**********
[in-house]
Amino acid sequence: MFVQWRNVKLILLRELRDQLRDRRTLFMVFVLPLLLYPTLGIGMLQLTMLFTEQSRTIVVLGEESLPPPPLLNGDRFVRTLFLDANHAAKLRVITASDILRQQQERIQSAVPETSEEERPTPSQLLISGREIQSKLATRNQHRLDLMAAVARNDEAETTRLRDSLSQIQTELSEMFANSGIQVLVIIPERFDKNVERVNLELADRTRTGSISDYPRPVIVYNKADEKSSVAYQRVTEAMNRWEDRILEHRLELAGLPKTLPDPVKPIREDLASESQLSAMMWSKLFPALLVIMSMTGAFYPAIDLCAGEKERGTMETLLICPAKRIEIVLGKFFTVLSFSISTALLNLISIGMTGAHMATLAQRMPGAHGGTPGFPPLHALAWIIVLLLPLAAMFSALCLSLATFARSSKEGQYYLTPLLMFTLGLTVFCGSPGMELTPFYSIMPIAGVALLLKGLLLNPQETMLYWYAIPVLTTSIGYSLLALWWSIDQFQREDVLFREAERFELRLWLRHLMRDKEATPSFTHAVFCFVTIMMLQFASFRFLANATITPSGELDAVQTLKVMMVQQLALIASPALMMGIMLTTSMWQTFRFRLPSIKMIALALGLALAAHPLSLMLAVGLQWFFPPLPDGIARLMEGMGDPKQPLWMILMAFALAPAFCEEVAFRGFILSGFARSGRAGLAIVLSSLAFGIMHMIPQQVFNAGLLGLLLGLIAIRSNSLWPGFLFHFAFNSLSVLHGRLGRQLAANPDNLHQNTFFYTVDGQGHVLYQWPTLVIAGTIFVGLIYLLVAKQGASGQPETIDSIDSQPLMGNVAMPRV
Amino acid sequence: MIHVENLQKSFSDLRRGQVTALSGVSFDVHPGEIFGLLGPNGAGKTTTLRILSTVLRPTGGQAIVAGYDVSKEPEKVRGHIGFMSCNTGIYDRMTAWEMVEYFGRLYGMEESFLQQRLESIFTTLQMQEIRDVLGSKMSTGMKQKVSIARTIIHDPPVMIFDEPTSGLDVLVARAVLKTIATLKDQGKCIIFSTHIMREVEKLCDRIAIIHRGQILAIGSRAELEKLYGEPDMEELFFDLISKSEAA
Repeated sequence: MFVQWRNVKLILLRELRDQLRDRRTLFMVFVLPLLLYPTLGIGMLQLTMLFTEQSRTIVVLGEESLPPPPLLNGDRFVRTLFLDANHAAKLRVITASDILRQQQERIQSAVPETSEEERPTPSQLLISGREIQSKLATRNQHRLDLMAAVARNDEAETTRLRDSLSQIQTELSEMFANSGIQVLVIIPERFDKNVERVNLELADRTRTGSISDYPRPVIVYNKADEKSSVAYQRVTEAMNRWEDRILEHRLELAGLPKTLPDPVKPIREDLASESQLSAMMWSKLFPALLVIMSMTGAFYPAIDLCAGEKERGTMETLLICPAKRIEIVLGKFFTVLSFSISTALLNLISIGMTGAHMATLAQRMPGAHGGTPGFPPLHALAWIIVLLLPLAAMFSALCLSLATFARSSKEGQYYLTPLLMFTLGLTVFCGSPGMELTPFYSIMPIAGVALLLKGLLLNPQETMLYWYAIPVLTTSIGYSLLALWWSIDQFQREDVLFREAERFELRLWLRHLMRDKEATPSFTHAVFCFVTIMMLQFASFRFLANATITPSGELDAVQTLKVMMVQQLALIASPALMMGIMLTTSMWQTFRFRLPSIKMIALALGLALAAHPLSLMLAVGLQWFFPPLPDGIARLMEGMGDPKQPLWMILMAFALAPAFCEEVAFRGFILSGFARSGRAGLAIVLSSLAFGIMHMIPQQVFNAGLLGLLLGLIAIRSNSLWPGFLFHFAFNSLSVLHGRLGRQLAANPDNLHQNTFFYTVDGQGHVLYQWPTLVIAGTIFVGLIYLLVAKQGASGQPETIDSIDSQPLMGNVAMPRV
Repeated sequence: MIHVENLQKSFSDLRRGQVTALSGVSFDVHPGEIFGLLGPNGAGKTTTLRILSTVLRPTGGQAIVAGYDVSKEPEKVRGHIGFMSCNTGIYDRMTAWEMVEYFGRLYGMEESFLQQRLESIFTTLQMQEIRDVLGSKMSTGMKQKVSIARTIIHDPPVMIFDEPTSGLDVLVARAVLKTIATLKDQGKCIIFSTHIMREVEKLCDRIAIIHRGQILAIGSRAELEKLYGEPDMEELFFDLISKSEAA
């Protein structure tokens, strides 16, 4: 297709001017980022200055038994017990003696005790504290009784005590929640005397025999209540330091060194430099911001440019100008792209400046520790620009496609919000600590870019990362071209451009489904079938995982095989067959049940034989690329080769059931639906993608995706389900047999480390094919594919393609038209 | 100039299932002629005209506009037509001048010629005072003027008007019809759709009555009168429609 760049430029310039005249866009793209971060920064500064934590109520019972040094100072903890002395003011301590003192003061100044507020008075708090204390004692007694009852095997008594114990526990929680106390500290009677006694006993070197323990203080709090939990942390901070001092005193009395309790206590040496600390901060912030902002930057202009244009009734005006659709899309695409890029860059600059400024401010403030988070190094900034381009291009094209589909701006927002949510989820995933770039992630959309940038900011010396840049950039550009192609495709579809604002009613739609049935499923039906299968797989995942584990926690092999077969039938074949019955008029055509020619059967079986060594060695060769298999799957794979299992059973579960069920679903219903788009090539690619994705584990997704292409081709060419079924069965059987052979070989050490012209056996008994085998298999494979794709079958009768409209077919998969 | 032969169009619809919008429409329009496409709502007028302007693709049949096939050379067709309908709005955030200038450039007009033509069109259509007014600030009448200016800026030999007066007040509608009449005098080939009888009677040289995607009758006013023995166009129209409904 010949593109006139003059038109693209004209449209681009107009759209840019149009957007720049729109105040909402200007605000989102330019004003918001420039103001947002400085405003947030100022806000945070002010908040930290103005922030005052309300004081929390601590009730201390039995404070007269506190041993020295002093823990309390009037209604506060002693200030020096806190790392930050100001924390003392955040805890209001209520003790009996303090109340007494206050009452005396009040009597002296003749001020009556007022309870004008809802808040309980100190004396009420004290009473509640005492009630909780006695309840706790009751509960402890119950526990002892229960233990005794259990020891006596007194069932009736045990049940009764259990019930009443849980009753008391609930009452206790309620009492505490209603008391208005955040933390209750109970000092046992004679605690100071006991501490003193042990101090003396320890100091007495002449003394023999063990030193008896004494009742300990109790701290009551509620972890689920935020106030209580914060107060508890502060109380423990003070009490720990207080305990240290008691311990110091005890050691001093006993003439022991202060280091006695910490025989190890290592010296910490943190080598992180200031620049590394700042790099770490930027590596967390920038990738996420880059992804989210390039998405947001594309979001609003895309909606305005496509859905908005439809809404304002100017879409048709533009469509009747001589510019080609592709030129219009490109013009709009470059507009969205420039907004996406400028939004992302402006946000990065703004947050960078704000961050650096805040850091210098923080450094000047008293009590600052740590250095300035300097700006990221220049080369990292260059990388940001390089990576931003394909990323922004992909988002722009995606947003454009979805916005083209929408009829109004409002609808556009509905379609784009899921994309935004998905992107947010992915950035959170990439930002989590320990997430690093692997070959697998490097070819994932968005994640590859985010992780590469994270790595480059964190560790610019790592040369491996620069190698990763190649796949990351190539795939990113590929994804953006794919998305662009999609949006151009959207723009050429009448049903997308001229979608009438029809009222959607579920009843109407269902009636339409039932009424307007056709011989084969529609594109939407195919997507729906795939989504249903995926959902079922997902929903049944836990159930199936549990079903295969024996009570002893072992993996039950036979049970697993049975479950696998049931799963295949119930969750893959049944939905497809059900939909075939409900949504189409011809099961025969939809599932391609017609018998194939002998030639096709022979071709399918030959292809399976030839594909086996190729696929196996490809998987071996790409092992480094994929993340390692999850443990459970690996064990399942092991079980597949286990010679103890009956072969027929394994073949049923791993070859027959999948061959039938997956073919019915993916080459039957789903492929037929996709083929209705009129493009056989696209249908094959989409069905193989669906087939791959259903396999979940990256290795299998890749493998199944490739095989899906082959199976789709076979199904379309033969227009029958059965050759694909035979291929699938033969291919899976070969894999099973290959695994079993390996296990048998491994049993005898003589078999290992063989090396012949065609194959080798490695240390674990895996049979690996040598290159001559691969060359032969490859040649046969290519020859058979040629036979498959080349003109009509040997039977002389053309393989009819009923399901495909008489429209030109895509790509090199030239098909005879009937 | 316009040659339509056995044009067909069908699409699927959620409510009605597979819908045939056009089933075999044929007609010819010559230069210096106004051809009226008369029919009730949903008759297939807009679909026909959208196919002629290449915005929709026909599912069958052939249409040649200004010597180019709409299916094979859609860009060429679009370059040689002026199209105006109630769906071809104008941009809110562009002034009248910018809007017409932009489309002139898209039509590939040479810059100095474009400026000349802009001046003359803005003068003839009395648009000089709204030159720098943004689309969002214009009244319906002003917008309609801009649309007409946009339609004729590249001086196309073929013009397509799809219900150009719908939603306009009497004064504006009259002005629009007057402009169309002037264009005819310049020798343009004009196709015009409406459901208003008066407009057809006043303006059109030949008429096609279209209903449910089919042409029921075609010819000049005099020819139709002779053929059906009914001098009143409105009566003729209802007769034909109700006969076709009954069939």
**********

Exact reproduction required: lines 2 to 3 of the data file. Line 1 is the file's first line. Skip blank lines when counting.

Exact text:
Amino acid sequence: MFVQWRNVKLILLRELRDQLRDRRTLFMVFVLPLLLYPTLGIGMLQLTMLFTEQSRTIVVLGEESLPPPPLLNGDRFVRTLFLDANHAAKLRVITASDILRQQQERIQSAVPETSEEERPTPSQLLISGREIQSKLATRNQHRLDLMAAVARNDEAETTRLRDSLSQIQTELSEMFANSGIQVLVIIPERFDKNVERVNLELADRTRTGSISDYPRPVIVYNKADEKSSVAYQRVTEAMNRWEDRILEHRLELAGLPKTLPDPVKPIREDLASESQLSAMMWSKLFPALLVIMSMTGAFYPAIDLCAGEKERGTMETLLICPAKRIEIVLGKFFTVLSFSISTALLNLISIGMTGAHMATLAQRMPGAHGGTPGFPPLHALAWIIVLLLPLAAMFSALCLSLATFARSSKEGQYYLTPLLMFTLGLTVFCGSPGMELTPFYSIMPIAGVALLLKGLLLNPQETMLYWYAIPVLTTSIGYSLLALWWSIDQFQREDVLFREAERFELRLWLRHLMRDKEATPSFTHAVFCFVTIMMLQFASFRFLANATITPSGELDAVQTLKVMMVQQLALIASPALMMGIMLTTSMWQTFRFRLPSIKMIALALGLALAAHPLSLMLAVGLQWFFPPLPDGIARLMEGMGDPKQPLWMILMAFALAPAFCEEVAFRGFILSGFARSGRAGLAIVLSSLAFGIMHMIPQQVFNAGLLGLLLGLIAIRSNSLWPGFLFHFAFNSLSVLHGRLGRQLAANPDNLHQNTFFYTVDGQGHVLYQWPTLVIAGTIFVGLIYLLVAKQGASGQPETIDSIDSQPLMGNVAMPRV
Amino acid sequence: MIHVENLQKSFSDLRRGQVTALSGVSFDVHPGEIFGLLGPNGAGKTTTLRILSTVLRPTGGQAIVAGYDVSKEPEKVRGHIGFMSCNTGIYDRMTAWEMVEYFGRLYGMEESFLQQRLESIFTTLQMQEIRDVLGSKMSTGMKQKVSIARTIIHDPPVMIFDEPTSGLDVLVARAVLKTIATLKDQGKCIIFSTHIMREVEKLCDRIAIIHRGQILAIGSRAELEKLYGEPDMEELFFDLISKSEAA